FIFA, jointly with the global players’ association FIFPRO, has released a report on the activities of the Social Media Protection Service (SMPS) at the FIFA Women’s World Cup Australia & New Zealand 2023™, showing how this innovative approach helped reduce the exposure of players, teams and official to online abuse and hate speech. The report includes significant statistics on the number of comments analysed, the scale of the protection offered and the various types of abuse which were hidden.
5.1 million posts and comments were analysed for abusive content, in 35 different languages, protecting 697 players and coaches actively using 2,111 accounts across Facebook, Instagram, TikTok, X and YouTube. 239 active accounts held by 29 match officials and the 32 participating teams were also covered by this service.
Through that action, it was identified that:
1 in 5 players (152) at the FIFA Women’s World Cup 2023™ received targeted discriminatory, abusive or threatening messaging
Homophobic, sexual and sexist abuse accounted for almost 50% of detected verified abusive messages*
Players at the FIFA Women’s World Cup 2023™ were 29% more likely to be targeted with online abuse compared with players at the FIFA World Cup Qatar 2022™
The tournament in Australia and New Zealand was the seventh FIFA event where the SMPS has been used since it was launched at the FIFA World Cup Qatar 2022™ in response to a problem that has become a sad reality in modern football. It has since been used at the FIFA U-17 World Cup Indonesia 2023™. The service uses artificial intelligence (AI) to protect participants from online abuse, keeping their social feeds free from hate and allowing them to concentrate on their performance. It also stops their followers from being exposed to hate speech.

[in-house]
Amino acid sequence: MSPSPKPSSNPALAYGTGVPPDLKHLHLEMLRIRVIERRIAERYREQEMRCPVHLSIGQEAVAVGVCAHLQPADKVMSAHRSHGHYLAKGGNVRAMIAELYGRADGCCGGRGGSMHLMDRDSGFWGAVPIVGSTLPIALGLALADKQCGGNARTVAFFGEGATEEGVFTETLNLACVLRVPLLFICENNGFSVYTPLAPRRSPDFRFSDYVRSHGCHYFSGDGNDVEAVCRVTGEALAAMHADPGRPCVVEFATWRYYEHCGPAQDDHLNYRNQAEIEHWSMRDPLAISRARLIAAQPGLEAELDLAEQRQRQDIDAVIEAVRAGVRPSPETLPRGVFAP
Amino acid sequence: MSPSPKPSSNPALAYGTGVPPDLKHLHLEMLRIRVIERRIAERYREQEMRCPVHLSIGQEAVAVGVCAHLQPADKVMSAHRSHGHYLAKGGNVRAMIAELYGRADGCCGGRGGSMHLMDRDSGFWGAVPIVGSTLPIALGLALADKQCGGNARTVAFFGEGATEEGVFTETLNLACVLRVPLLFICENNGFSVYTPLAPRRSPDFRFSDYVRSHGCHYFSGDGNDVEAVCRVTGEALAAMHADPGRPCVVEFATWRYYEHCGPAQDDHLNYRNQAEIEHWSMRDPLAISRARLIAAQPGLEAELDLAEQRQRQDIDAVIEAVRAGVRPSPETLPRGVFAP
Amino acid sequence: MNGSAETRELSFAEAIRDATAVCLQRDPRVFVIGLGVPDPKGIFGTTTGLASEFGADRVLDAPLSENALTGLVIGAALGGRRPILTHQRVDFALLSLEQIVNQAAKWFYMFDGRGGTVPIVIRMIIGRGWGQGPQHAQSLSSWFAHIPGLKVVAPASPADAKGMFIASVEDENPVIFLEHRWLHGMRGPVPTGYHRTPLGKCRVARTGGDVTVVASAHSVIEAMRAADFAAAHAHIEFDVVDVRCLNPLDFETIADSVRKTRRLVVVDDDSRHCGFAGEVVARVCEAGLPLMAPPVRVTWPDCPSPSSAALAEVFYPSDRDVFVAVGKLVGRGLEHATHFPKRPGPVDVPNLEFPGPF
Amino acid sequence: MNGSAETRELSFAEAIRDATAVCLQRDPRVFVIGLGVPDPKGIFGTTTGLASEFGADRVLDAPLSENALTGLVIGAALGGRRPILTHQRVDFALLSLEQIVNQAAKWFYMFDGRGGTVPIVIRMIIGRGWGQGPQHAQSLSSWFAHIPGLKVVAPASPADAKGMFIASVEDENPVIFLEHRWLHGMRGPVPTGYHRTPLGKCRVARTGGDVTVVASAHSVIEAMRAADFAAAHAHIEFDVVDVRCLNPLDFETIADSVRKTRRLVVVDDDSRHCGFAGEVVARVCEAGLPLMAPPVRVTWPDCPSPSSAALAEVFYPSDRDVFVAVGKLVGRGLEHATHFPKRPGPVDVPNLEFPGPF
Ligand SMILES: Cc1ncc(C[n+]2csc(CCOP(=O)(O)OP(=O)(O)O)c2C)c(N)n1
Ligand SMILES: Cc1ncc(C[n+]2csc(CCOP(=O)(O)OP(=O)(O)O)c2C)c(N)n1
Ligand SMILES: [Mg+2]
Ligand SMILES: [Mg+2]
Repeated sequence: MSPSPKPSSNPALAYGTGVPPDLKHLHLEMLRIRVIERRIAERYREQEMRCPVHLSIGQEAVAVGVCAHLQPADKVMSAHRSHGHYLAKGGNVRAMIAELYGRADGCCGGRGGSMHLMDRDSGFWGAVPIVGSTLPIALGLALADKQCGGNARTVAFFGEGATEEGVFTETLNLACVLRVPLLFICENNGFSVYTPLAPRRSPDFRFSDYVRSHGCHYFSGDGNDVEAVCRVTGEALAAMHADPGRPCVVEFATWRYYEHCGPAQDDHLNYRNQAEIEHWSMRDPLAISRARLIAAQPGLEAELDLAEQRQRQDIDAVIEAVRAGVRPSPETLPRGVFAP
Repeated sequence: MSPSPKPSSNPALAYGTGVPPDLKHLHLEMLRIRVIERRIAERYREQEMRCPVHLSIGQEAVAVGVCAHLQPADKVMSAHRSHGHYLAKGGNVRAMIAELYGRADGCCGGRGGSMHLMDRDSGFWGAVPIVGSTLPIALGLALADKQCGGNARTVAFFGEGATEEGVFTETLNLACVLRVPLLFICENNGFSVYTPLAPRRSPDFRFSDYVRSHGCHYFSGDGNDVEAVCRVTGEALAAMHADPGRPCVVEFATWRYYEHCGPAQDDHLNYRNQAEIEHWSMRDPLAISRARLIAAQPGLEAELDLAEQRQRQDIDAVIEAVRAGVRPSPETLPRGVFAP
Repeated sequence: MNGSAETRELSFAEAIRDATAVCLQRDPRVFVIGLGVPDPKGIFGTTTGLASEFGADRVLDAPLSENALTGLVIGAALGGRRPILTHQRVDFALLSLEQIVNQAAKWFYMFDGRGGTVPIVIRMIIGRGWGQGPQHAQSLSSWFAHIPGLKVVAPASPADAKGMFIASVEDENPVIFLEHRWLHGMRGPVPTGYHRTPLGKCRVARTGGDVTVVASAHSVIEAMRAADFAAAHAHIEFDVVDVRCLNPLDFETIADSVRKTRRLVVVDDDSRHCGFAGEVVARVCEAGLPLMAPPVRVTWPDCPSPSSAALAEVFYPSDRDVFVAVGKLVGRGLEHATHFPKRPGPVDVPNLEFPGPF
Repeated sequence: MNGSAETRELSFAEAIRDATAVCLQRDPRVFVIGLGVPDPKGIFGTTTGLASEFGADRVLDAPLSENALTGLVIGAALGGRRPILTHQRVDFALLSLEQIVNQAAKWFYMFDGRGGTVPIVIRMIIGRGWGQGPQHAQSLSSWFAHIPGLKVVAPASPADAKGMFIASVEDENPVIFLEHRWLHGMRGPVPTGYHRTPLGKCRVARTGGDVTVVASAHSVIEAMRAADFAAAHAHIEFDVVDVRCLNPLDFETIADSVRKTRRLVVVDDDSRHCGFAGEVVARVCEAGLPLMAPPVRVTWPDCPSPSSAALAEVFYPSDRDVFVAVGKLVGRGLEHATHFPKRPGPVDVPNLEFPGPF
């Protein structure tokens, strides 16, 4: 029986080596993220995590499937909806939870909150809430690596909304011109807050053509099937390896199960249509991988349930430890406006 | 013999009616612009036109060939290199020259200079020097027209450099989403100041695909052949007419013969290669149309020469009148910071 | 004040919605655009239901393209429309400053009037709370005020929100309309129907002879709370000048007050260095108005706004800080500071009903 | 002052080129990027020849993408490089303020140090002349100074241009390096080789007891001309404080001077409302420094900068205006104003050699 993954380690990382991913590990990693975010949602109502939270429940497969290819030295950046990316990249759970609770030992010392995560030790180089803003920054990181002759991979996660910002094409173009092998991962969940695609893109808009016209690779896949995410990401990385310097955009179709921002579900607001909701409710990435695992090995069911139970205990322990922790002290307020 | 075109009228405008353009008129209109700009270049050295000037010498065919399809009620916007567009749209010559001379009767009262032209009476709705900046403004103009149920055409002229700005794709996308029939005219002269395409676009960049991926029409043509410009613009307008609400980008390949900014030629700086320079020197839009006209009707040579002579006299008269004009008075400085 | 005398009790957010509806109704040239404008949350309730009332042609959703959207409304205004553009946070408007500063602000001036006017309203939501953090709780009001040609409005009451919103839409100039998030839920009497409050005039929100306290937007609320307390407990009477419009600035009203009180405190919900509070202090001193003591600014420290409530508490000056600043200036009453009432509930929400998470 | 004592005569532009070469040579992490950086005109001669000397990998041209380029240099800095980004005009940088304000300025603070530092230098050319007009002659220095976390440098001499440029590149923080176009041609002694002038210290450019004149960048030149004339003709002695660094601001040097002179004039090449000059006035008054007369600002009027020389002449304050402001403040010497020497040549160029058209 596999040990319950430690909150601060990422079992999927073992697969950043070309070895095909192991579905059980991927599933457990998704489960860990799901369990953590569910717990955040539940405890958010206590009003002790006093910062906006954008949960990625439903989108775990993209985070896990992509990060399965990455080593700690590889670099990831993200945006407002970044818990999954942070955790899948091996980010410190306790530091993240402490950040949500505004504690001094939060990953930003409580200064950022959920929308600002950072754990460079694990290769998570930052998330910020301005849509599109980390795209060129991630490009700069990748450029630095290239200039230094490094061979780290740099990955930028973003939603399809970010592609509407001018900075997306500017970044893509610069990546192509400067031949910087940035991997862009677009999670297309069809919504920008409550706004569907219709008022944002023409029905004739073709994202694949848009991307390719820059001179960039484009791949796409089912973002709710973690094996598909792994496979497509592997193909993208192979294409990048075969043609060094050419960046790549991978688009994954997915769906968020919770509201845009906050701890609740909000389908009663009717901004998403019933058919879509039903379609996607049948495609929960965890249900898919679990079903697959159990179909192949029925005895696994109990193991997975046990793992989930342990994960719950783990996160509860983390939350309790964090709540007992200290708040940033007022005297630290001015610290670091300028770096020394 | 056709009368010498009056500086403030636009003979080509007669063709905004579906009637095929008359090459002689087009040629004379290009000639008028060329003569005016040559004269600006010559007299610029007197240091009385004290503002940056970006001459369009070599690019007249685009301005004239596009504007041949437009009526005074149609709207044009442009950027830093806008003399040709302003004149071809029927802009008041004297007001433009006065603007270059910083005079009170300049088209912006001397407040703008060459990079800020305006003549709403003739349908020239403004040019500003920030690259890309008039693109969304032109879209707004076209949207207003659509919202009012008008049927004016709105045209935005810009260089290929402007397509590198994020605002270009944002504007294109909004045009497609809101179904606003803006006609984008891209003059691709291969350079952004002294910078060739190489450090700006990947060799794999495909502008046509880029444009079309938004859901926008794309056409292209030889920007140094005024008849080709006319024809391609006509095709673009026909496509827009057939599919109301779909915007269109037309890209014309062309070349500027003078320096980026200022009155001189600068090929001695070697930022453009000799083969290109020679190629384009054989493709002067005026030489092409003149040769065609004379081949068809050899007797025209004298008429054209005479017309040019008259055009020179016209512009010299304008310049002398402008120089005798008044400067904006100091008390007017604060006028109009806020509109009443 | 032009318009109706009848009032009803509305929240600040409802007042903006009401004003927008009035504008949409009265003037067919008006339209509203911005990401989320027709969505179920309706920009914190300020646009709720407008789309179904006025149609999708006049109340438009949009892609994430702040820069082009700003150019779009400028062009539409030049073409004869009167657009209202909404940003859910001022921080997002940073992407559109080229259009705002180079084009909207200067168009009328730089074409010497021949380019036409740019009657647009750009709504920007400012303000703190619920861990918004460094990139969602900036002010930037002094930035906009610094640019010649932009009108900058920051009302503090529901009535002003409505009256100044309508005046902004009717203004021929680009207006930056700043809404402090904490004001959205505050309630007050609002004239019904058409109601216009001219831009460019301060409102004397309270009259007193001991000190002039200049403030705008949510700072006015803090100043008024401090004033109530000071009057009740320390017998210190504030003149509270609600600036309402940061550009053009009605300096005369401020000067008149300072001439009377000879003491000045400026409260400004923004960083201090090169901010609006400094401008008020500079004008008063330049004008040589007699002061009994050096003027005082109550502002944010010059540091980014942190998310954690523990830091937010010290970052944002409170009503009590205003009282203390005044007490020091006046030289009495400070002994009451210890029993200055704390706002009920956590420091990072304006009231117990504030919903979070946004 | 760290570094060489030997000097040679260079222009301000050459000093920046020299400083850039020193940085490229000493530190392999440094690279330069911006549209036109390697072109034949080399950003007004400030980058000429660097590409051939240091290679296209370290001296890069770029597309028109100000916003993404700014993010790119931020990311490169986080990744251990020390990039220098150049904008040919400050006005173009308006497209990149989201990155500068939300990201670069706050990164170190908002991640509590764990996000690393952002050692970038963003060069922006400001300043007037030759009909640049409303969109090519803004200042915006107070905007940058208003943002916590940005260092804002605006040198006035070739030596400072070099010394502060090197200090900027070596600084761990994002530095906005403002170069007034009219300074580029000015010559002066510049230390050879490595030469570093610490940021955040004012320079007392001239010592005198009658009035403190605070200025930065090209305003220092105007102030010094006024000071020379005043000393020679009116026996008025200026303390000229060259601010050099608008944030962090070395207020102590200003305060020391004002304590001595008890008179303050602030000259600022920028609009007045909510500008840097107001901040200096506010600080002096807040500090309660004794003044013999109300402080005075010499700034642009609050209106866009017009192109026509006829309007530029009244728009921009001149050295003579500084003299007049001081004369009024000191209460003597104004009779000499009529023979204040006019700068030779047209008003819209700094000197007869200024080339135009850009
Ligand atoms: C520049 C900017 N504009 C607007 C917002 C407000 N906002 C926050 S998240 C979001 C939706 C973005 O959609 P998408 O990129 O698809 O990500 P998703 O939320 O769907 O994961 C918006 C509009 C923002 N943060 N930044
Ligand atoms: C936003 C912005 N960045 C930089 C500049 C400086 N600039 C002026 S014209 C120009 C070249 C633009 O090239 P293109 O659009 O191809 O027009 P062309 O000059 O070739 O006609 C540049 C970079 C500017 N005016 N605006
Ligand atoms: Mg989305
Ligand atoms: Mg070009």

“There can be no place on social media for those who abuse or threaten anyone, be that in FIFA tournaments or elsewhere,” said FIFA President Gianni Infantino. “Through the Social Media Protection Service – which was introduced one year ago, with the support of FIFPRO – FIFA has helped reduce the exposure of players, teams, and officials to online abuse and hate speech by reporting and hiding more than 400,000 comments. Discrimination has no place in football and no place in society. Together, we say: NO DISCRIMINATION!”
As part of the monitoring and moderation process, FIFA also shared relevant information with FIFA Member Associations and law-enforcement agencies to ensure there is no hiding place in the real world for those who are abusive in the virtual one.
FIFPRO President David Aganzo added: “The abuse that persists online impacts football players all over the world and it cannot be ignored. This toxic online environment is a risky place to be in for players and it affects their mental health and wellbeing.
“Football has a responsibility to protect the players around their workspace. Therefore, as FIFPRO and FIFA, we continued our collaboration to provide preventative measures at the FIFA Women’s World Cup™ in Australia and Aotearoa New Zealand. However, we cannot do this alone. Football needs all stakeholders to play their part if we want to create a safer and better environment for everyone.”
FIFA’s No Discrimination campaign is run in partnership with the United Nations Human Rights (OHCHR). UN Human Rights (OHCHR) Chief External Outreach and Partnerships, Astrid van Genderen Stort, said: “We welcome FIFA’s zero-tolerance approach to discrimination, with the Social Media Protection Service being an important tool to help address online abuse against players and officials. We invite all sports entities to engage in the battle against all forms of online abuse, and look forward to our continued collaboration with FIFA.”
*Data derived from more than 20 million messages mentioning player handles (usernames) – 20 million at FIFA World Cup Qatar 2022™ and 5.1 million at FIFA Women’s World Cup 2023™ making this the largest known comparative study of its kind, analysing men’s and women’s football. – www.fifa.com